JET FIGHTER FREEWAY DRILL HAS NOTHING TO DO WITH BEIJING: AIR FORCE
Taipei, July 14 (CNA) The plan to have air force jet fighters conduct take-off and landing drills on the Sun Yat-sen Expressway next week has nothing to do with mainland China's new "beheading" warfare tactics, a senior military officer said Wednesday.
Liu Yi-tien, director of the political warfare department at the ROC Air Force General Headquarters, was responding to media reports that the freeway drill is a preparation for an emergency evacuation of the head of state in the event of a surprise attack by mainland China.
Liu said the reports were sheer speculation, saying that the military has been planning the freeway drill since last year while mainland China didn't begin mulling the so-called "beheading action plan" until recently.
Liu stressed that the decision to conduct jet fighter landing and take-off drills on the Sun Yat-sen Expressway's Jenteh section in the southern county of Tainan near President Chen's hometown was made mainly because its surroundings are most suitable for the training exercise. "The area is the safest for the drill while the inconveniences or disturbances to normal traffic will be limited," Liu explained, adding that the section's proximity to President Chen's hometown has never been taken into account.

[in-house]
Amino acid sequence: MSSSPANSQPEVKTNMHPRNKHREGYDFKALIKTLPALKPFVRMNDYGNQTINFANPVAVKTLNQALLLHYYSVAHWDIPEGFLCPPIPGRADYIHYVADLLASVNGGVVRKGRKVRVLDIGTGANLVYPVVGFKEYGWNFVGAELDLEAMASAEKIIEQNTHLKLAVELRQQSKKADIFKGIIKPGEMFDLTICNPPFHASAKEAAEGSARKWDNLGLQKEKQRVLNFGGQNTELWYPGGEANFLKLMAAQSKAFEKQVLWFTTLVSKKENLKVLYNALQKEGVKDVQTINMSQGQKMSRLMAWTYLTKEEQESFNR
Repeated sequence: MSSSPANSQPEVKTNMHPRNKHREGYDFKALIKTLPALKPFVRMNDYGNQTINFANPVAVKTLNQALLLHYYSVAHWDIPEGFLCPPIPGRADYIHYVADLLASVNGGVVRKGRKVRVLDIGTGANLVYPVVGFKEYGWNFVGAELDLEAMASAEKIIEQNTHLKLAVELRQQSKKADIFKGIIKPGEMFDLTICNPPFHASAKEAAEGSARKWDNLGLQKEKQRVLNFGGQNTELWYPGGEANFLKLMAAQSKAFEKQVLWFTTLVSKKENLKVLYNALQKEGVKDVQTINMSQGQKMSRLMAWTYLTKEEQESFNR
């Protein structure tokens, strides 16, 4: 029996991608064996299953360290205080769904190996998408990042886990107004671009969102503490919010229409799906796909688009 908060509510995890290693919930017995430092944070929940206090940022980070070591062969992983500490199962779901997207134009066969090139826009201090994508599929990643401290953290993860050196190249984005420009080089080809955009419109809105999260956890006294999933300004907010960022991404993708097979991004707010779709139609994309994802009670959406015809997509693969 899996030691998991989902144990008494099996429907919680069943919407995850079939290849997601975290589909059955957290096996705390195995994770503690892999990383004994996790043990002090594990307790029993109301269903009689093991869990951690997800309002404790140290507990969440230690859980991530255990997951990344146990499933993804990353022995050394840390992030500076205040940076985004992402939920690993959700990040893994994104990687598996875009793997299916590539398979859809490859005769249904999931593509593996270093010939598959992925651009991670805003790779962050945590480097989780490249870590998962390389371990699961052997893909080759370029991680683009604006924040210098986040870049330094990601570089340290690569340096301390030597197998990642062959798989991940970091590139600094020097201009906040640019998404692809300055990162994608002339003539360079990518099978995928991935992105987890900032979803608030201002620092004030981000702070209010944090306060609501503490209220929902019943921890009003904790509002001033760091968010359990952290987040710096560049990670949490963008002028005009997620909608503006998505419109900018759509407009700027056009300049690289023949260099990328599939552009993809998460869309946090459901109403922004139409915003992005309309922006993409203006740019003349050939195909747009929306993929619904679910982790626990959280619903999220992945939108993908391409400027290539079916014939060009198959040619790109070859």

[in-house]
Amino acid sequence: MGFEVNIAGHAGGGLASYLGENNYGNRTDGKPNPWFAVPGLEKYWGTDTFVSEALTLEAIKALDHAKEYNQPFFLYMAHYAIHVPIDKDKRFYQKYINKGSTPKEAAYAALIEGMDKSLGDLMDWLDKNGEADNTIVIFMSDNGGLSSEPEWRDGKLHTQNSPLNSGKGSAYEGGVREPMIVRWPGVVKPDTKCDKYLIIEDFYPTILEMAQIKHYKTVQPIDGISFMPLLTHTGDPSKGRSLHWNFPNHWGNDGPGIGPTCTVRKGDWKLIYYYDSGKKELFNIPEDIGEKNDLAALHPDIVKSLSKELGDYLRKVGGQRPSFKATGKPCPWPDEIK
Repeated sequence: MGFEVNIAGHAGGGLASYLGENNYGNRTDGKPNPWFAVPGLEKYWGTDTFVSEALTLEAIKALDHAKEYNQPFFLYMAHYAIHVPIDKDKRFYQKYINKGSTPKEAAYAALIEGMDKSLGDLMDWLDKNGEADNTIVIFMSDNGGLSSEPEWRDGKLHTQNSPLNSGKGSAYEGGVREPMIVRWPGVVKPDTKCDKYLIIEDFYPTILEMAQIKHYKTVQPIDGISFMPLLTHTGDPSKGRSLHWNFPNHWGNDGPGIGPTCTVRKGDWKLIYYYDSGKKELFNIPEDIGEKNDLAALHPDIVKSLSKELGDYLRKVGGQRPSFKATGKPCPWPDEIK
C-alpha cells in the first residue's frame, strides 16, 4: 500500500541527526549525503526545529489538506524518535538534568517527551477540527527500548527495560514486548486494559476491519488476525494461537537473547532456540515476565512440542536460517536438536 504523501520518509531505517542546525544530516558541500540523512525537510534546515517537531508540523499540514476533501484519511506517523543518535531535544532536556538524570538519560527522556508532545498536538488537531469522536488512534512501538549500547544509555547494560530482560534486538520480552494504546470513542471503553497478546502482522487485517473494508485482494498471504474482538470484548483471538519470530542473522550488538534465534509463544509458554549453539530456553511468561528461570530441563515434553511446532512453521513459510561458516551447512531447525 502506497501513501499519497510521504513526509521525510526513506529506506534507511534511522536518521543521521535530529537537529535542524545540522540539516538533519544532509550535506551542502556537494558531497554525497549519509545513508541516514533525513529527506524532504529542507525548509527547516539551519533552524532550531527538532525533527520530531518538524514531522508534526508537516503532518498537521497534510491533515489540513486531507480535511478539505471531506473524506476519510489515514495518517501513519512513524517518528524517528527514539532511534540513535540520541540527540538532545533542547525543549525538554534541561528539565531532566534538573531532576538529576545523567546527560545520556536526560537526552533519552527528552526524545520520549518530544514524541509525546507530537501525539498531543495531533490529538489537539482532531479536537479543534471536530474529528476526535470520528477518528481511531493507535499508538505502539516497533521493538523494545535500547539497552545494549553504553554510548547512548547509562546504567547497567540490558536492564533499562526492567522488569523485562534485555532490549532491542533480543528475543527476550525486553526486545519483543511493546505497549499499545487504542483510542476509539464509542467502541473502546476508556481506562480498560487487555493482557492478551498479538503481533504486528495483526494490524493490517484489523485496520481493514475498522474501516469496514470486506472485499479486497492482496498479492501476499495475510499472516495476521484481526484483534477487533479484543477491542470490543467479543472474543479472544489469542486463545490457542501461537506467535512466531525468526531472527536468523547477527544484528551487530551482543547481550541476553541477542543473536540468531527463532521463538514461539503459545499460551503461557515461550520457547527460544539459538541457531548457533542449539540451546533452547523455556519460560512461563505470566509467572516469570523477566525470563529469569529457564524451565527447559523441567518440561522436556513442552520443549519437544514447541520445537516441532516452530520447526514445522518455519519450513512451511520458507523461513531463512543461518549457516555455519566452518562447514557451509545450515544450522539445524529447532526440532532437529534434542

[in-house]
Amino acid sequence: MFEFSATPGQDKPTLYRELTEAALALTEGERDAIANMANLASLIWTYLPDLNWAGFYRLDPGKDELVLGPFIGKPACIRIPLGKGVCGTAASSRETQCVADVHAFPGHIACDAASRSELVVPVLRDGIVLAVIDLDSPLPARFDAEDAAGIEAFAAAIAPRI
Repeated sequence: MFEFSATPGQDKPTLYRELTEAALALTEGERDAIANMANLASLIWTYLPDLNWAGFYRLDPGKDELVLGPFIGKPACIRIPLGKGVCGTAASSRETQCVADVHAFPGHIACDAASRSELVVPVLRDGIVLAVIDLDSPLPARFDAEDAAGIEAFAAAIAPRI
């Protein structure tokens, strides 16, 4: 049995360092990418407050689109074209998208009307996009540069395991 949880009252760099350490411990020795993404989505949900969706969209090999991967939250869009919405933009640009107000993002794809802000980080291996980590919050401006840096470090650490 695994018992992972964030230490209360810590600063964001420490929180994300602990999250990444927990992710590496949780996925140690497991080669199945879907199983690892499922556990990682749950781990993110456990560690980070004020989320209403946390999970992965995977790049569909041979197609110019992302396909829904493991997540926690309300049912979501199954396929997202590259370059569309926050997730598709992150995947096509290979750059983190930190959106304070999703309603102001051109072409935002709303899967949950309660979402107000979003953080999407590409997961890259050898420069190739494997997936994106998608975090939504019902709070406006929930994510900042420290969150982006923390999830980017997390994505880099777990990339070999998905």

According to the air force plan, two of its French-built Mirage 2005 jet fighters will land on the expressway, refuel, take on missiles and then take off on July 21 as part of the annual "Han Kuang, " or Chinese Glory, war games that will culminate in combined services live-fire exercises in August. "The freeway drill is designed to test the combined operations of traffic control, road clearance, logistics operations, and air traffic control so that we can determine whether the air force can sustain its combat readiness during wartime," Liu said.
Drawing inspiration from the U.S. "shock and awe" tactics used in the war in Iraq, mainland Chinese military strategists have advocated using a similar strategy, known as the "beheading action," to force Taiwan to capitulate quickly in the event of a cross-Taiwan Strait war.
In preparation for the July 21 freeway drill, two Mirage fighters took off from an air base in Hsinchu early Wednesday morning for low-altitude flights over the Jenteh tarmac. The military mobilized 40-plus logistics vehicles to support the drill. A locally built Ching-kuo indigenous defense fighter flew over the region first to test weather conditions. As the military didn't impose any traffic control on the freeway, the simulated drill drew attention from motorists and many residents in the nearby region also converged on the freeway overpasses to view the test flights.
Air force authorities said they were satisfied with Wednesday's simulated low-altitude flights over the Jenteh tarmac.
(BY Sofia Wu)
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